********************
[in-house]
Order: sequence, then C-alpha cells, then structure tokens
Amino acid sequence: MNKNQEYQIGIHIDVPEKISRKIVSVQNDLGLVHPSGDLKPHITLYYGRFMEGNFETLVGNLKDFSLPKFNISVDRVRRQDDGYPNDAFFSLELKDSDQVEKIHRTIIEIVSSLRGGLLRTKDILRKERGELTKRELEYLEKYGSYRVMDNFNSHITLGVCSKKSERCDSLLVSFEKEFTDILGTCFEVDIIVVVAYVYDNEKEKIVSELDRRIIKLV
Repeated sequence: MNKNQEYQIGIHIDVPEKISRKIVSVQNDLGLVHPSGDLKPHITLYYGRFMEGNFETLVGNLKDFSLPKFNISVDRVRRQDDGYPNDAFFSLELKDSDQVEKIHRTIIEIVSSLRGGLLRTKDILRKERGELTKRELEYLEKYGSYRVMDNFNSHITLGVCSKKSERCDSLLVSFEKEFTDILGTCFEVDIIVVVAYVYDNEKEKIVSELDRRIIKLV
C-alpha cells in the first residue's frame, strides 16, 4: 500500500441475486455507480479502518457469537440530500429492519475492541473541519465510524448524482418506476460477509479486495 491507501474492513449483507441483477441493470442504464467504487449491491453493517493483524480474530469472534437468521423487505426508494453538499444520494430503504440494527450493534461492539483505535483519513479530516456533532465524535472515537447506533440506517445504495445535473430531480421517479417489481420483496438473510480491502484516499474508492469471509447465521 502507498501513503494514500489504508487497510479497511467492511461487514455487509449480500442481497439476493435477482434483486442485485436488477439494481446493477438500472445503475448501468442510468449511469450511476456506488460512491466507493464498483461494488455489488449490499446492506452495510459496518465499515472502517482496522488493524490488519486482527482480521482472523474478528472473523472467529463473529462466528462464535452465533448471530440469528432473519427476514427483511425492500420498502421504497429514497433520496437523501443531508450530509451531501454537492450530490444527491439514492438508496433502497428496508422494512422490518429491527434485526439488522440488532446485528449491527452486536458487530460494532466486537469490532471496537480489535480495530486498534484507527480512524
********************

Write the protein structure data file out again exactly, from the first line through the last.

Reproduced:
[in-house]
Order: sequence, then C-alpha cells, then structure tokens
Amino acid sequence: MNKNQEYQIGIHIDVPEKISRKIVSVQNDLGLVHPSGDLKPHITLYYGRFMEGNFETLVGNLKDFSLPKFNISVDRVRRQDDGYPNDAFFSLELKDSDQVEKIHRTIIEIVSSLRGGLLRTKDILRKERGELTKRELEYLEKYGSYRVMDNFNSHITLGVCSKKSERCDSLLVSFEKEFTDILGTCFEVDIIVVVAYVYDNEKEKIVSELDRRIIKLV
Repeated sequence: MNKNQEYQIGIHIDVPEKISRKIVSVQNDLGLVHPSGDLKPHITLYYGRFMEGNFETLVGNLKDFSLPKFNISVDRVRRQDDGYPNDAFFSLELKDSDQVEKIHRTIIEIVSSLRGGLLRTKDILRKERGELTKRELEYLEKYGSYRVMDNFNSHITLGVCSKKSERCDSLLVSFEKEFTDILGTCFEVDIIVVVAYVYDNEKEKIVSELDRRIIKLV
C-alpha cells in the first residue's frame, strides 16, 4: 500500500441475486455507480479502518457469537440530500429492519475492541473541519465510524448524482418506476460477509479486495 491507501474492513449483507441483477441493470442504464467504487449491491453493517493483524480474530469472534437468521423487505426508494453538499444520494430503504440494527450493534461492539483505535483519513479530516456533532465524535472515537447506533440506517445504495445535473430531480421517479417489481420483496438473510480491502484516499474508492469471509447465521 502507498501513503494514500489504508487497510479497511467492511461487514455487509449480500442481497439476493435477482434483486442485485436488477439494481446493477438500472445503475448501468442510468449511469450511476456506488460512491466507493464498483461494488455489488449490499446492506452495510459496518465499515472502517482496522488493524490488519486482527482480521482472523474478528472473523472467529463473529462466528462464535452465533448471530440469528432473519427476514427483511425492500420498502421504497429514497433520496437523501443531508450530509451531501454537492450530490444527491439514492438508496433502497428496508422494512422490518429491527434485526439488522440488532446485528449491527452486536458487530460494532466486537469490532471496537480489535480495530486498534484507527480512524